Right Where I Belong
by Krista McGee
Paperback: 320 pages
Publisher: Thomas Nelson
Released: December 11, 2012
Source: I received this ebook review copy free from the publisher through the BookSneeze®.com book review bloggers program.
Book Description from Booksneeze:
After watching her father jump from one marriage to the next, Natalia has completely written off love. And when her father divorces his third wife--the only one who has been a mother to her--Natalia is ready to write him off too. Natalia leaves her home in Spain and relocates with her stepmother to sun-soaked Florida.
But she didn’t realize just how far a new school, a new culture, and a new lifestyle would push her out of her comfort zone. One of her biggest surprises comes from Brian, a pastor’s son with an adorable smile who loves God with a sincerity that astounds Natalia. She doesn’t want to fall for him, but she can’t seem to avoid him long enough to get him out of her mind.
Right Where I Belong is a young adult Christian romance that is loosely based on Ruth. Several characters from this author's previous two novels were in this one, but you don't need to read those novels to understand this one. This novel did "spoil" how her previous novels ended, though, so you might wish to read them in order.
The first third of this book was a fairly light story about Natalia trying to get used to all of the differences between her culture and American culture. While interesting, the last two-thirds of the book drew me into the story more as Natalia dealt with her step-mother's break-down, tried to figure out what she wanted to do with her life, and dealt with her issues about trusting men to not all treat women like her dad did.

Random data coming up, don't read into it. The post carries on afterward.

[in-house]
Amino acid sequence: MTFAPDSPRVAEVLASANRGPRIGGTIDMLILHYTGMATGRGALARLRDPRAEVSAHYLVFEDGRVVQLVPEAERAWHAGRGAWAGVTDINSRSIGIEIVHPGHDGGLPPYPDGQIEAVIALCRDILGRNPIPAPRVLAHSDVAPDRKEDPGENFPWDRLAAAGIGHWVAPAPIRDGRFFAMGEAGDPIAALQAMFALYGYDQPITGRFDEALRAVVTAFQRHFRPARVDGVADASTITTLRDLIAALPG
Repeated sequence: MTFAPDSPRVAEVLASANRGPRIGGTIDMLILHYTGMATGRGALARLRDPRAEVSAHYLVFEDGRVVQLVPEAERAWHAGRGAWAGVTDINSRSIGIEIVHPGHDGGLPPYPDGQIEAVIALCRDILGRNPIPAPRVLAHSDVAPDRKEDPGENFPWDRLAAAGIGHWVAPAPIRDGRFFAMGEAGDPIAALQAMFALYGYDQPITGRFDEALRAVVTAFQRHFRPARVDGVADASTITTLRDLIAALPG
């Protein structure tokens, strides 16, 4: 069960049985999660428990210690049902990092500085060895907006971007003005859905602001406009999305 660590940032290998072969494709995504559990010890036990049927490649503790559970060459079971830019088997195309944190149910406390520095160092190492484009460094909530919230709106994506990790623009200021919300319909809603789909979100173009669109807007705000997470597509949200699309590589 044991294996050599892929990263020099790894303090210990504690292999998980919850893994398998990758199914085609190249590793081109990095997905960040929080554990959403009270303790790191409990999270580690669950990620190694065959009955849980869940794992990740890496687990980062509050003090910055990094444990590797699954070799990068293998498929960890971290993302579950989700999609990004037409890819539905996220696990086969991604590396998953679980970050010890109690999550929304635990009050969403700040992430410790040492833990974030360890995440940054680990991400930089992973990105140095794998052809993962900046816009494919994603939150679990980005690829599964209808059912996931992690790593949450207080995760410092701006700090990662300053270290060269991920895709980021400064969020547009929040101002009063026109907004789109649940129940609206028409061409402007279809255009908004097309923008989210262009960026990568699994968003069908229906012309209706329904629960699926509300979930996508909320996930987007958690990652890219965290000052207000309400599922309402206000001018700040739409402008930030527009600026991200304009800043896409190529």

The characters were engaging and interesting, especially in the second half as they became more developed. The romance was believable, and Natalia and Brian seemed well-suited to each other. There was a fair amount of discussion about Christian topics since Natalia wanted to learn more about her faith. They talked about how to best convince people that they need Christ, why God lets us go through hard times, is honoring God or honoring your parents more important when it comes to choosing your job, and so on.
I wasn't completely comfortable with the "God or parents" message since most teens don't have an accurate idea of God's "calling" for their life and could use this to justify ignoring their parent's guidance. How Natalia actually applied the advice was fine, though. There was no sex or bad language. Overall, I'd recommend this enjoyable novel.
If you've read this book, what do you think about it? I'd be honored if you wrote your own opinion of the book in the comments.
Excerpt: Read an excerpt using Google Preview.